How Can an 11-Year Old Company Lose $844 Million on $661 Million in Revenues? WeWork Shows How, Having Lost $13.3 Billion on $10.6 Billion in Revenues in Less Than 4 Years

It just doesn’t let up with this outfit.

By Wolf Richter for WOLF STREET.

Now that WeWork is publicly traded after its merger in October with the SPAC, BowX Acquisition Corp., the earnings emerge, and they’re as grisly as before.

At this rate of cash burn, it’s going to run out of cash soon unless it gets a whole lot more cash by selling a whole lot more shares to investors eager to watch the amusing spectacle of their cash getting burned, or watching the even more amusing spectacle of other people’s cash getting burned.

WeWork, in its first earnings report as publicly traded company, said today that revenues fell 18% year-over-year to $661 million, from the already beaten down levels of Q3 last year. Which generated a net loss of $844 million.

How can a mature 11-year-old company lose $844 million on $661 million in revenues?  Don’t they have any adults over there?

WeWork would just be better off shutting down and giving away free money. Its investors don’t seem to mind. After 11 years of burning umpteen billion dollars in cash, it still doesn’t have any idea how to get to a functional business model that doesn’t just burn cash.

For the first three quarters of 2021, the company had a net loss of $3.8 billion on $1.85 billion in revenues. Let that sink in for a moment.

Over the nearly four years since 2018, per its S-1 filing, the company had $10.5 billion in revenues and $13.6 billion in losses. This idea that there is a business model somewhere hidden in there when net losses consistently exceed revenues after 11 years in business is just stunning:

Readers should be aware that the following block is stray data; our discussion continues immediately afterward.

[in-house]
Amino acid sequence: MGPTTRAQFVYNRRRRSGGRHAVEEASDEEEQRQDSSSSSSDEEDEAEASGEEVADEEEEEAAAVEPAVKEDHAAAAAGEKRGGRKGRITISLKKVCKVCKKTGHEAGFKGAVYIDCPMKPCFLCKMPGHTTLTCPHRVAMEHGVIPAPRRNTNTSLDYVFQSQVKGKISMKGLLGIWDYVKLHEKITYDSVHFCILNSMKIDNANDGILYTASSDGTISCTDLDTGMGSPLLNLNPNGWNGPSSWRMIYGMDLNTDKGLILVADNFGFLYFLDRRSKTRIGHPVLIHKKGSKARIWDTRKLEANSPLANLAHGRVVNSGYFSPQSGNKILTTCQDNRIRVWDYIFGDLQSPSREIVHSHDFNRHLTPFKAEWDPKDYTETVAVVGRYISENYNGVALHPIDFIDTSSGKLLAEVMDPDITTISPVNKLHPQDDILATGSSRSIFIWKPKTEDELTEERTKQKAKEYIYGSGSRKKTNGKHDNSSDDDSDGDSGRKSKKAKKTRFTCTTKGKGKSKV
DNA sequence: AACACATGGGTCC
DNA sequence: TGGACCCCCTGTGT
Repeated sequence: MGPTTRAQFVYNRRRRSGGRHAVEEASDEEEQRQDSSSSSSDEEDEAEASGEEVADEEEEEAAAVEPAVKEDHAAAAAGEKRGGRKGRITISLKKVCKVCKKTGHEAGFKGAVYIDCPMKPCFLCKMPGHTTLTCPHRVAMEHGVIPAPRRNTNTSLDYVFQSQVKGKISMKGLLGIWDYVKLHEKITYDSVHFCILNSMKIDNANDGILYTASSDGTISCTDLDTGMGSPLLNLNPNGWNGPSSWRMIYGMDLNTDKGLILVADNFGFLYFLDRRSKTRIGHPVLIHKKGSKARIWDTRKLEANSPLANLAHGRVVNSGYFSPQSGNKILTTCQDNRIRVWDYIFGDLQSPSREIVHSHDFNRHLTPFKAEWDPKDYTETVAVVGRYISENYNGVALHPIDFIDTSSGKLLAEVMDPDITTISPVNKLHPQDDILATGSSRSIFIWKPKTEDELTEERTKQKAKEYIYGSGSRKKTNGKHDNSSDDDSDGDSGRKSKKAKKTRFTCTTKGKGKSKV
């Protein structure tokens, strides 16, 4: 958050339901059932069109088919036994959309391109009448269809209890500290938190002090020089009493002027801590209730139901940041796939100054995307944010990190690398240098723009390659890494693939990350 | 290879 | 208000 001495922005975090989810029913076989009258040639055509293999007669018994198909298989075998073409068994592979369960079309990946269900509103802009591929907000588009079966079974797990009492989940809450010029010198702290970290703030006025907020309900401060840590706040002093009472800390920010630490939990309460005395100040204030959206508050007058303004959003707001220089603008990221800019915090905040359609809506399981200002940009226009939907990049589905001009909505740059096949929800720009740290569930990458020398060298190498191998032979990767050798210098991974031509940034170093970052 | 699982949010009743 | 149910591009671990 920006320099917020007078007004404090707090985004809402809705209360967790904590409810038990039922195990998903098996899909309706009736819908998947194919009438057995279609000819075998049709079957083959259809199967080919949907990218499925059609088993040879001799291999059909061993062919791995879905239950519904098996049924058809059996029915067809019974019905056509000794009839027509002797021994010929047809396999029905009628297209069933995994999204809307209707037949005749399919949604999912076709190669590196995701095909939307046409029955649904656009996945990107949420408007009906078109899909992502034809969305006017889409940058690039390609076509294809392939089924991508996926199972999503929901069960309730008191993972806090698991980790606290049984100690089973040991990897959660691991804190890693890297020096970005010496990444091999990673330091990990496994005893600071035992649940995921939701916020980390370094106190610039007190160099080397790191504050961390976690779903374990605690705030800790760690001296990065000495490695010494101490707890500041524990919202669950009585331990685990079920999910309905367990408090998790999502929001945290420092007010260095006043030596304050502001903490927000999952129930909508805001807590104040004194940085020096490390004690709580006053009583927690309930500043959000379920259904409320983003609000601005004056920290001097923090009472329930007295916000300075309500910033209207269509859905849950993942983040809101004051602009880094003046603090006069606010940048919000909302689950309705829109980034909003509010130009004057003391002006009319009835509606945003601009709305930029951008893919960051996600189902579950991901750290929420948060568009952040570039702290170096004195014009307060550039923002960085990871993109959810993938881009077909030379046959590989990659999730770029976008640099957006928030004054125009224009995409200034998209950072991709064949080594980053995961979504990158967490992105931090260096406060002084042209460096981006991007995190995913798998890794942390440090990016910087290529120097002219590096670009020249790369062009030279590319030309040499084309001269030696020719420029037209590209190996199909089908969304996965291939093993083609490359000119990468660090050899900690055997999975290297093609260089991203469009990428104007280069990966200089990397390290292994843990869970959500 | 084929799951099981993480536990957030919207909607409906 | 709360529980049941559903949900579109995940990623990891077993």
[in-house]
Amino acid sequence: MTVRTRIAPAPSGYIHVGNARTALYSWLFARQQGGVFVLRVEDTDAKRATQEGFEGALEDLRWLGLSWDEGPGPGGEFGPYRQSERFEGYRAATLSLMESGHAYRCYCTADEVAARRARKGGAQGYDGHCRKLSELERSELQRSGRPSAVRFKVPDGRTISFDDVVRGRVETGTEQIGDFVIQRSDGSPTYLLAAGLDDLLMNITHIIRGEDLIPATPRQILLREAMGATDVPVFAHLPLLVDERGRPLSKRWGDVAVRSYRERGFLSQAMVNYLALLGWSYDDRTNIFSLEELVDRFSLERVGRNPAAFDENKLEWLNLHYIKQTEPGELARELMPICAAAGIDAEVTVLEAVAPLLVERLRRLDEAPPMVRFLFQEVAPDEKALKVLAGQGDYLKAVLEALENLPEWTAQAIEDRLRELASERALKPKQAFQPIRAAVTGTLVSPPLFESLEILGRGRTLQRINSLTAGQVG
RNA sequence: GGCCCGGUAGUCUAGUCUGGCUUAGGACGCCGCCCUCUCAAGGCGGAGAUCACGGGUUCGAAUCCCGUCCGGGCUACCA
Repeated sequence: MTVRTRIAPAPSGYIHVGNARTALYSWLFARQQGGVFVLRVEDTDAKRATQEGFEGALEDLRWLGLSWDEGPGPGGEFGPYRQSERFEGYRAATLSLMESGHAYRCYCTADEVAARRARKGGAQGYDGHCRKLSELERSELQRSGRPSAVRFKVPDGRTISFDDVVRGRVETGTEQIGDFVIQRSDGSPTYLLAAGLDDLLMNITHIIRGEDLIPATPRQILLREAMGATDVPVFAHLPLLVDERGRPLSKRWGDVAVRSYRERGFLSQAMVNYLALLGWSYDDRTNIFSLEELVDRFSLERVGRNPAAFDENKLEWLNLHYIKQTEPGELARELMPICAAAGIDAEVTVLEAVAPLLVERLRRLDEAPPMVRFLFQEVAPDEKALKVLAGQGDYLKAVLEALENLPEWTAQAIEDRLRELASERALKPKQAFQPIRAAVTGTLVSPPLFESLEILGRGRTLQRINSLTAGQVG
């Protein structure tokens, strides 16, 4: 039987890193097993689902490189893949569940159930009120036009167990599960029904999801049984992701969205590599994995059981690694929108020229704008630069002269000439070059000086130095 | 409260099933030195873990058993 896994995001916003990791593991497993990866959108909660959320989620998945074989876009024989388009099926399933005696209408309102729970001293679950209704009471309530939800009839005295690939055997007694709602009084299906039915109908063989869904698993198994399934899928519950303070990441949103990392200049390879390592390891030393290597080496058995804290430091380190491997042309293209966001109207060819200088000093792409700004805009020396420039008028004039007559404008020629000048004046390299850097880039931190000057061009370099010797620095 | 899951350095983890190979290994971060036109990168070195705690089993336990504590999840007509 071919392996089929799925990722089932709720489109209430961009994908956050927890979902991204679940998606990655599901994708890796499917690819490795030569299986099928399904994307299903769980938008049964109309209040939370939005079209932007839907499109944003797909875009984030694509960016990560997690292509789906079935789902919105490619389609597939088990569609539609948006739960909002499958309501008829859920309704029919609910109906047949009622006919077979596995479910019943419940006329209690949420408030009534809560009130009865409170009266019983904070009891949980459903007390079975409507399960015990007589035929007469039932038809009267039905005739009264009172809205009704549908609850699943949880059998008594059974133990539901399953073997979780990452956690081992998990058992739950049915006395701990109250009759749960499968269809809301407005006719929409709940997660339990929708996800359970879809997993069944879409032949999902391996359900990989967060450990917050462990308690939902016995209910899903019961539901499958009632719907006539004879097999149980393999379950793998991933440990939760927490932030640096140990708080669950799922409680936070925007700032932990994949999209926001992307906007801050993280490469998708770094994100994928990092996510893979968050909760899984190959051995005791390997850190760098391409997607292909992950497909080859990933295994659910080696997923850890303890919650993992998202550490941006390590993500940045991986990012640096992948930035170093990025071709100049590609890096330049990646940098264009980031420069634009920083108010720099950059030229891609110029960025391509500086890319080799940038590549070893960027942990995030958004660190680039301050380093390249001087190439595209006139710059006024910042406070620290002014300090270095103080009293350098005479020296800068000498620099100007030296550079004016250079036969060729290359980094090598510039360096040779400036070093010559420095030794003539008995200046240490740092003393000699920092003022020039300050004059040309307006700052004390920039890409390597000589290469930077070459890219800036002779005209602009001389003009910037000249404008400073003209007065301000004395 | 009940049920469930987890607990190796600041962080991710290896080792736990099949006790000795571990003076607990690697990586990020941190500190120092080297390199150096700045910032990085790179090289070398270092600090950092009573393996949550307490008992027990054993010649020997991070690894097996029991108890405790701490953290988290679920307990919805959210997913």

WeWork

Revenues

Net Loss

Billion $

2018

1.82

1.93

2019

3.46

3.77

2020

3.42

3.83

Q1-Q3 2021

1.85

3.83

Total

10.55

13.36

WeWork is buying its revenues.

Expenses also fell year-over-year, but there were still a huge gigantic bunch of them.

Note that in the table below, even the “Location operating expenses” in Q3 ($752 million), first line item, already outran revenues ($661 million). These expenses do not include depreciation and amortization, or selling, general and administrative expenses, or interest expenses, or any of the other expenses. They’re essentially the expenses needed to run its office locations on a day-to-day basis, and they exceed the revenues from those locations. In other words, the company is buying its revenues.

To get $661 million in revenues in Q3, WeWork spent $1.5 billion in expenses, which is truly a sight to behold:

WeWork 2021 Expenses

2021 Q3

2021 YTD

Million $

Location operating expenses

752

2,351

Pre-opening location expenses

40

117

Selling, general and administrative expenses

234

733

Restructuring and other related costs

16

482

Impairment of goodwill, intangibles & other assets